Reb Leibel and Elisheva gave their heart and soul to make this a state-of-the-art Mikvah, to fulfill the Rebbe’s directive. May they have the strength to continue for many years IYH.
We were personally blessed by this Mikvah.

Rivka Goldstein: “In the summer of ‘90 or ’91, I was inspired to enhance this special Mikvah. I personally borrowed money for new tiling, bath fixtures, lighting and mirrors. It was no quick fix; I asked Rabbi Rubin if I can close it briefly for some improvements -I was afraid RR would veto my project if I told him the extent of the venture. It took over a month, and I travelled across the river almost daily with my small children to check on the progress.
My project also had an Albany spinoff. My excitement to beautify Troy’s Mikvah inspired my Shabbos guests, a young couple, to replace Albany’s old downtown Mikvah with a modern one.”

In 2010 the Vaad Rabonei Lubavitch inquired about the status of the Troy Mikvah. The renowned Mikvah Authority and Mikveh Mayim author Rav Katz, and Rav Bogomilsky came up and affirmed that the Mikvah was Kosher, but recommended that it be upgraded.
After extensive work by Mikvah specialist Elozor Raichick, Rav Katz came on 18 Kislev 5771 to inspect the upgrades, and stated: “This is of the world’s top Mikvas with every possible hiddur, -I will personally recommend it. While most Mikvaos have a smaller bottom bor, Troy’s Mikvah duplicates the Rashab’s Mikva where the bor ran under the entire upper Mikvah, and holds several times the basic rainwater required, thru direct, no-elbow pipes, and uses an inner filter.”

At Saratoga’s YT Kislev Seuda 5771, we recalled building this holy Mikvah, and how we go out of our way to this “Makom Kodosh” a heavenly Balshemsker Inyan connecting us to the Rebbe.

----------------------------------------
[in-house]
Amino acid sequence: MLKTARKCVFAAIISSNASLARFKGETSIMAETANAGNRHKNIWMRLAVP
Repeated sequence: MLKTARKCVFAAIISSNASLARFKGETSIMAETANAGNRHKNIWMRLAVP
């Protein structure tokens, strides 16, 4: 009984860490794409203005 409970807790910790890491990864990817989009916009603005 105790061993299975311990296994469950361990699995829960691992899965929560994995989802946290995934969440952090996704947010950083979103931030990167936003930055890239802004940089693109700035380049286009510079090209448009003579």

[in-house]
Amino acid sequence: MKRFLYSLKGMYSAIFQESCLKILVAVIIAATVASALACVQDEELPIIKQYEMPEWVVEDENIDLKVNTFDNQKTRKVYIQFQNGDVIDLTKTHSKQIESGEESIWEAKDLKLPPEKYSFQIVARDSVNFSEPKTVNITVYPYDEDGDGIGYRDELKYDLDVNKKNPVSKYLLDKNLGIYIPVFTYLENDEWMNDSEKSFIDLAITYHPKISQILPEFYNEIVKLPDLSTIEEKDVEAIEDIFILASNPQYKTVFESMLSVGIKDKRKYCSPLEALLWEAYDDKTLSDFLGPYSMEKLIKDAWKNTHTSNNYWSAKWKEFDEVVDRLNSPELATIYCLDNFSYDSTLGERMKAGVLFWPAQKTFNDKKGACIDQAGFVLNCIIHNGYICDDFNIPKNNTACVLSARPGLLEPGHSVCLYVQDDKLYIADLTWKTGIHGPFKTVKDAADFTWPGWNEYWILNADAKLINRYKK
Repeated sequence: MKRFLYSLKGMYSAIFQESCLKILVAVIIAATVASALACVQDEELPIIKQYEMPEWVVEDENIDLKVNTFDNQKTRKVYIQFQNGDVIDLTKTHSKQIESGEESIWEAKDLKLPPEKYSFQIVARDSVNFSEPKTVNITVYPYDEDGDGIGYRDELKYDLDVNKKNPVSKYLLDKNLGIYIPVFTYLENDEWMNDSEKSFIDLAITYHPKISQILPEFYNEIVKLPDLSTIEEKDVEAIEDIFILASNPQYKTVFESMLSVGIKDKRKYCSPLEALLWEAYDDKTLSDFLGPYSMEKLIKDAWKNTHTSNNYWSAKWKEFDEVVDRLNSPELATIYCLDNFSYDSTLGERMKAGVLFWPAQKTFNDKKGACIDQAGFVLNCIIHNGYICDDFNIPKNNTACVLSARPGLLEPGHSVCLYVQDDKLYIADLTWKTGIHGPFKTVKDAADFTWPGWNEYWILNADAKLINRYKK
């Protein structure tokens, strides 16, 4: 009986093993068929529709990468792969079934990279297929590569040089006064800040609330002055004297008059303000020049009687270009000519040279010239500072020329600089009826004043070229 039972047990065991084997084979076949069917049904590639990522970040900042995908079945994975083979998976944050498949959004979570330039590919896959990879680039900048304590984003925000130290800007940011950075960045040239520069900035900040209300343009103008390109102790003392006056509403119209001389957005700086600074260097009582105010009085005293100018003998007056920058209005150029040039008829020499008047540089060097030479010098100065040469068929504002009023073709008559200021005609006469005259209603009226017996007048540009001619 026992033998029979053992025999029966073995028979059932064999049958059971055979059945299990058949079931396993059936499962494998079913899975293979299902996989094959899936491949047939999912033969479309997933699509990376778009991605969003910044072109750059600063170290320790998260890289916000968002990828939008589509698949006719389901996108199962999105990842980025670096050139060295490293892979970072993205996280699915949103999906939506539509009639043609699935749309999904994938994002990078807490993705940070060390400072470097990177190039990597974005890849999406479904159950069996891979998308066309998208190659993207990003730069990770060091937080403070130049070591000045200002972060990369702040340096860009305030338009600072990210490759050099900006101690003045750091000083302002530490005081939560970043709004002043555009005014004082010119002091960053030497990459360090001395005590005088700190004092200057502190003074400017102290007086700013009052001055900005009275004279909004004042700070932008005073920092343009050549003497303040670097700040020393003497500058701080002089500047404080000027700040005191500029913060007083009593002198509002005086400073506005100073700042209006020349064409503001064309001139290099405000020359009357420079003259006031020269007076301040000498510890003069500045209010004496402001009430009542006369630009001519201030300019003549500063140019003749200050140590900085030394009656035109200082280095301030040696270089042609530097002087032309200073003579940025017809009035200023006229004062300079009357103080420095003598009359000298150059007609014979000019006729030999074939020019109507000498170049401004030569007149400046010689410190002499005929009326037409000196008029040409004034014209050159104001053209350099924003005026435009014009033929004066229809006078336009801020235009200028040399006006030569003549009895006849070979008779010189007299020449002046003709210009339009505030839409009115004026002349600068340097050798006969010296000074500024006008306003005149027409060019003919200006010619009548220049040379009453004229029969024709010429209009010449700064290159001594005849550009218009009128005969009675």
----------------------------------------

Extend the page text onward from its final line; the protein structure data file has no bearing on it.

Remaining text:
Leible: “The Mikvah is presently locked and pipes sealed to assure the rain collection system is intact until the bottom bor is filled, and I need R. Katz’s permission before entering to check.
While terrified of heights, R. Katz climbed a hi-extension ladder in blustery winds as Eluzar and I held it. He found two tiny scratches in a gutter, not really a problem, but had us fill the scratches. R. Katz inspected each inch in the bottom bor’s claustrophobic 22 inches on his hands and knees, using tons of towels to dry it 100%.

Rav Katz urged us to beautify this Mikvah and improve access (upstairs instead of the alley).
Eluzar Raichik’s Yiras Shamayim is incredible. His discussions with R.Katz to do everything perfect drew smiles from plumber Al Cassale working with us. I am very privileged to work with such great men on this great peuola!”

Mendel Rubin observed: “Luzor is an exciting honest-to-goodness “hands-on” hardy Chasid with real warmth and sparkle. Rabbi Rubin commented that both their fathers (who came off the ship together from Shanghai) were good-for-nothing… some people are paid to be good, or are good to keep up their image or status, but these Chasidim were simply good – for nothing!

Elisheva: “Working 27 years on this holy peulo, I believe this Mikvah has the Rebbe's Bracha to fulfill the mitzvah of children. Many have benefitted from this blessing and segulah. Although money was low, this Mikvah is immersed in mesiras nefesh.

Troy’s Mikvah serves everyone, from the very religious to non-shomer shabbos who yearn for a child or look to connect with Hashem, from the woman stuck in a snowstorm 4 hours late, to one who came 2am in the summer. Besides the Capital Region, this Mikvah is a destination for Montreal travelers, Lake George vacationers and Adirondack skiers. The100 plus children born after using this Mikvah have certainly affected the world!”

On Wed., Teves 8, the bottom bor filled with rainwater, so R. Katz sent expert Kolel members to inspect the seals and work with Reb Leible and the plumber to complete it. On 20 Teves, the Mikvah was filled for actual immersion.